Willingness to quit smoking among adolescents was high (70.7%) in our study. A review of 66 cessation intervention trials showed that the actual quit rate is 12%.  A great majority of current smokers (85.0%) in our study tried to quit smoking during the past 1 year. A study from Czech Republic showed that 66.9% of the adolescent smokers tried to quit but remained unsuccessful.  Another study also reported that 88% of adolescent smokers were willing to quit,  which is in agreement with our study findings. Tobacco cessation programs using nicotine replacement therapy and smoking cessation support should be made available in the community in Bangladesh to help those who are willing to quit smoking.
Bangladesh has laws restricting smoking in public places, such as health care facilities, education facilities, university facilities, government facilities, indoor offices, restaurants, and other indoor workplaces. Studies from Spain and South Africa showed that among adolescents 27.8% and 25.7% were exposed to SHS at home and 33.6% and 34.2% outside home, respectively. , Our data showed that 34.7% participants were exposed to SHS at home and 42.2% were exposed in public places (42.2%) indicating that the scope and enforcement of these laws are not adequate.
The anti-tobacco legislation in Bangladesh prohibits any kind of direct and indirect advertisement of tobacco-related products.  A great number of our study participants reported observing tobacco advertisements in billboards (73.5%) and in magazines (64.0%). These high rates might be due to observing the advertisements at any time in the past. In addition, our participants might observe the large posters at the point of tobacco sale, which is not banned in Bangladesh. While Bangladesh has laws banning free distribution of tobacco products, nontobacco products identified with tobacco brand names, and events sponsored by tobacco companies. About 12.8% students reported that they have an object with a cigarette or tobacco logo on it, and 6.4% reported that they have been offered free cigarettes by a cigarette company representative. Tobacco advertisement has an effect on recruitment of new smokers, especially the adolescents.  A study conducted on pro-tobacco advertisement among adolescents in the low- and middle-income countries reported a high prevalence of tobacco advertisement exposure,  which is similar to our study findings. Such high exposure to pro-tobacco advertisement might influence adolescents to become regular smoker.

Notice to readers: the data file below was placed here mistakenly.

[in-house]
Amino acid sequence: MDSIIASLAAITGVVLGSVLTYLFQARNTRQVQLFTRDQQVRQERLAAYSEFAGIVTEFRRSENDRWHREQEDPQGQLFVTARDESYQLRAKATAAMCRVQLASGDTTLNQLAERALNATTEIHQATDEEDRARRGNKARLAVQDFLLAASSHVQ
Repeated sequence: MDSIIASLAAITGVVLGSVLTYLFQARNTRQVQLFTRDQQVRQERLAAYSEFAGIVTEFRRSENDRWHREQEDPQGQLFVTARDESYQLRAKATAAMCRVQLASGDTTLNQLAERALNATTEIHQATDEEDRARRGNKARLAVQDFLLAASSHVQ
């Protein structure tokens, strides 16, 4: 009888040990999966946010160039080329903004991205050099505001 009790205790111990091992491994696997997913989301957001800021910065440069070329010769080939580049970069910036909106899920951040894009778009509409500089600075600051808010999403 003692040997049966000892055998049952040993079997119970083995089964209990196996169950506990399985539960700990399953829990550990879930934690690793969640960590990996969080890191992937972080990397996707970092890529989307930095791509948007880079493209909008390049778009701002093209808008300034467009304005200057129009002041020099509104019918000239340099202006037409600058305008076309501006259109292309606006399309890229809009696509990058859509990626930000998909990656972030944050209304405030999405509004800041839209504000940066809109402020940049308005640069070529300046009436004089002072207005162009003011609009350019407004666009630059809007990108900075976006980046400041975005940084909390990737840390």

Accessibility and availability play a critical role in influencing adolescents to become smokers.  In this study, 38.3% of the adolescents procured their cigarette supply from a store and 97.8% smokers were not refused cigarette purchase because of their young age. Only 2.2% of female respondent reported to buy tobacco from a store. Moreover, this study finds that cigarette company representatives offering cigarettes to the adolescents. Furthermore, deals offered by tobacco company influences the adolescents to be smokers.  These findings suggest the need for restricting the sale of tobacco products to minors in Bangladesh. 
The present study has features and limitations that should be kept in mind when using and interpreting its results. First, the GYTS results represent only school going population aged 13-15 years present on the day of survey and may not be representative of all population in this age group in Bangladesh. Second, our study findings are based on self-reports from students who may under- or over-report their use of tobacco, behavior, and knowledge. Cultural norms and the unacceptability of smoking by girls in Bangladeshi society might result in underreporting of tobacco use.
| Conclusion|| |
Results of this study suggest that the current tobacco control programs need to strengthen and enforcement of existing policies as well as expansion into additional programs are priority public health problems in Bangladesh, failing which, tobacco attributed morbidity and mortality will continue to rise. There is a need to develop the smoking cessation support at both the health facility and the community levels.
Authors sincerely acknowledge CDC and WHO for making the data publicly available for use.
Financial support and sponsorship
Conflicts of interest
There are no conflicts of interest.
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[Table 1], [Table 2]